Light Pool Diameter divided by Distance = Factor
Referring to the Chart shows that Factor `.45' corresponds to a
25degree Fixture.

Tip 2: For fast calculations when using Fixtures
with the
following Beam Angles, realise these rough relationships:
Now, it may be important for some persons to have accuracy for the Fixtures in their inventories that have angles which lie between the Fixture Angle numbers shown on the Chart. One can calculate the Factors for such Fixtures by doing the following:
Fixture Degrees X .018
Thus, for a Fixture with a manufacturer's stated
angle of 37 degrees, the Factor will be:
Notice that this result falls between the Factors shown on the Chart
for 35 and 40degree Fixtures, as it should. Factors for Fixture Field
Angles not represented on the Chart could be calculated and then added,
but a better method is to print out only the Factors for Fixtures in
one's own inventory. This could be posted wherever it might be needed.
A further improvement would be to also post Light Pool Diameters for
each Fixture at a range of Throw Distances typical for that Fixture.
This would eliminate the calculation step each time.
Precision Caveats
Edge Limitations Realise that some Fixtures limit the edge
of the Light Pool to an intensity that is higher than the actual 10% Field
Angle intensity of that Fixture. Thus, that actual Field Angle intensity is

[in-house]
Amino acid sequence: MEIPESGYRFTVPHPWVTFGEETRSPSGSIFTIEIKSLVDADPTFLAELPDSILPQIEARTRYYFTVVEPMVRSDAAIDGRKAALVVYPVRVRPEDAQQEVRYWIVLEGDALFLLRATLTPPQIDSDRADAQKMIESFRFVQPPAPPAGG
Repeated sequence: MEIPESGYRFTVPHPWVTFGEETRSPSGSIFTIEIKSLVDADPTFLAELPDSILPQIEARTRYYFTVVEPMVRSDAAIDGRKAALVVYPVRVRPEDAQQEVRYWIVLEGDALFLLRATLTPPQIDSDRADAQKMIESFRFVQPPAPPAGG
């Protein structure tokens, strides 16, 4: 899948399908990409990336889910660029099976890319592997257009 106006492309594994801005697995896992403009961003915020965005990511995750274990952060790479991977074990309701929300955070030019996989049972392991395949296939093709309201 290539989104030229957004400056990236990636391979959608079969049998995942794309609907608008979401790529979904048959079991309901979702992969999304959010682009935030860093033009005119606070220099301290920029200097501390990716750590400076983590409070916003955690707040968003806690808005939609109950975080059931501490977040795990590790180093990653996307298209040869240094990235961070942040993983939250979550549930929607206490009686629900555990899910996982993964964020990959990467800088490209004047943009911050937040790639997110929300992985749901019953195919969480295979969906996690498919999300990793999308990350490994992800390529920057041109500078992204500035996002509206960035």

not available. However, the angle stated by the manufacturer will still work
for all calculations shown in this article because this angle defines the
maximum edge of its Light Pool.
Conversely, Fixtures that don't limit their light output diameter may produce Light Pools which edge intensities are less than 10% of the central one. This could be of some concern regarding manufacturers that use the actual Field Angle specification of 10% to represent the edge diameter as opposed to stating an angle that represents its Absolute Diameter. In this case, Light Pool Diameters may be slightly larger than calculated. However, outside that calculated diameter, light intensity is usually so low and levels fall off so quickly, that it won't cause concern for most lighting purposes. If it does, choose a different Fixture for your purpose, or limit the Light Pool Diameter by using internal shutters, or accessories such as barndoors, a snoot, or a funnel.
NonPerpendicular Angles As mentioned earlier, this lesson discusses setups regarding Fixtures that are shining directly at a surface. The results of the calculations will always be suitable for this purpose, and in a general context will be suitable for those Fixtures not perpendicular to a surface, unless the angles are very acute. The results of acute angles can be worked out using trigonometric functions, but this aspect is currently outside the scope of this webpage.
If it is important to know how bright a Light Pool is at a
specific Distance with a specific Fixture, this section will assist.
First, be aware of the following points that will affect the
final figure of your calculation or give varying results:
 Unless using a light meter to find an accurate measurement,
your intensity calculation will be based on the fixture manufacturer's
specification as found in a catalogue or on a website.
 Fixtures shone at an angle other than perpendicular to a surface
will have a Light Pool that is keystoned. Points in the stretched area
that are farther from the Fixture will have a lower intensity.